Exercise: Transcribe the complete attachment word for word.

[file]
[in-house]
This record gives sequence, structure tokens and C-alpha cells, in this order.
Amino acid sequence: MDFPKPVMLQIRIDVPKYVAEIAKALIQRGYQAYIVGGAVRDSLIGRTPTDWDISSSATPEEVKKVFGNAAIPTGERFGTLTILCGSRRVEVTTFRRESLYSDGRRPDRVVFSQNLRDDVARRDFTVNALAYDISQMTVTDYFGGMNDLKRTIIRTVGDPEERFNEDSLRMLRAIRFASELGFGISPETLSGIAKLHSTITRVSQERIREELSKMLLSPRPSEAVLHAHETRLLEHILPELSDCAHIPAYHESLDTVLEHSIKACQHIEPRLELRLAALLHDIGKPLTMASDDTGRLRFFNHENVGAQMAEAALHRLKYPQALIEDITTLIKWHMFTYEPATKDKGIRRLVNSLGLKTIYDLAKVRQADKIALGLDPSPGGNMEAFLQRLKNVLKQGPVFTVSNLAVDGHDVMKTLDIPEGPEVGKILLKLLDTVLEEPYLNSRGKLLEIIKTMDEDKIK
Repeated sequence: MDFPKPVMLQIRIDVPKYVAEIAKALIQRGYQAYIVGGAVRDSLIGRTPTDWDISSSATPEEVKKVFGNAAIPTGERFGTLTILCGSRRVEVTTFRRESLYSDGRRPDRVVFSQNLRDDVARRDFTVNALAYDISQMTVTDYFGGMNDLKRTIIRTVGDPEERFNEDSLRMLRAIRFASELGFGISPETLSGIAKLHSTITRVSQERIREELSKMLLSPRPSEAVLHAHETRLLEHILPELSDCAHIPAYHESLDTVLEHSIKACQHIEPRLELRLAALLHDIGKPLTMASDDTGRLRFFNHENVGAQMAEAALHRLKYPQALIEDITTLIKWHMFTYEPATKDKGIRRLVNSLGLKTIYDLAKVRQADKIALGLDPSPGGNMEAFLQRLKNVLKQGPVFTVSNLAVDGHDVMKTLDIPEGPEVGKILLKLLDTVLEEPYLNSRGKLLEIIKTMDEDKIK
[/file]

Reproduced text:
[in-house]
This record gives sequence, structure tokens and C-alpha cells, in this order.
Amino acid sequence: MDFPKPVMLQIRIDVPKYVAEIAKALIQRGYQAYIVGGAVRDSLIGRTPTDWDISSSATPEEVKKVFGNAAIPTGERFGTLTILCGSRRVEVTTFRRESLYSDGRRPDRVVFSQNLRDDVARRDFTVNALAYDISQMTVTDYFGGMNDLKRTIIRTVGDPEERFNEDSLRMLRAIRFASELGFGISPETLSGIAKLHSTITRVSQERIREELSKMLLSPRPSEAVLHAHETRLLEHILPELSDCAHIPAYHESLDTVLEHSIKACQHIEPRLELRLAALLHDIGKPLTMASDDTGRLRFFNHENVGAQMAEAALHRLKYPQALIEDITTLIKWHMFTYEPATKDKGIRRLVNSLGLKTIYDLAKVRQADKIALGLDPSPGGNMEAFLQRLKNVLKQGPVFTVSNLAVDGHDVMKTLDIPEGPEVGKILLKLLDTVLEEPYLNSRGKLLEIIKTMDEDKIK
Repeated sequence: MDFPKPVMLQIRIDVPKYVAEIAKALIQRGYQAYIVGGAVRDSLIGRTPTDWDISSSATPEEVKKVFGNAAIPTGERFGTLTILCGSRRVEVTTFRRESLYSDGRRPDRVVFSQNLRDDVARRDFTVNALAYDISQMTVTDYFGGMNDLKRTIIRTVGDPEERFNEDSLRMLRAIRFASELGFGISPETLSGIAKLHSTITRVSQERIREELSKMLLSPRPSEAVLHAHETRLLEHILPELSDCAHIPAYHESLDTVLEHSIKACQHIEPRLELRLAALLHDIGKPLTMASDDTGRLRFFNHENVGAQMAEAALHRLKYPQALIEDITTLIKWHMFTYEPATKDKGIRRLVNSLGLKTIYDLAKVRQADKIALGLDPSPGGNMEAFLQRLKNVLKQGPVFTVSNLAVDGHDVMKTLDIPEGPEVGKILLKLLDTVLEEPYLNSRGKLLEIIKTMDEDKIK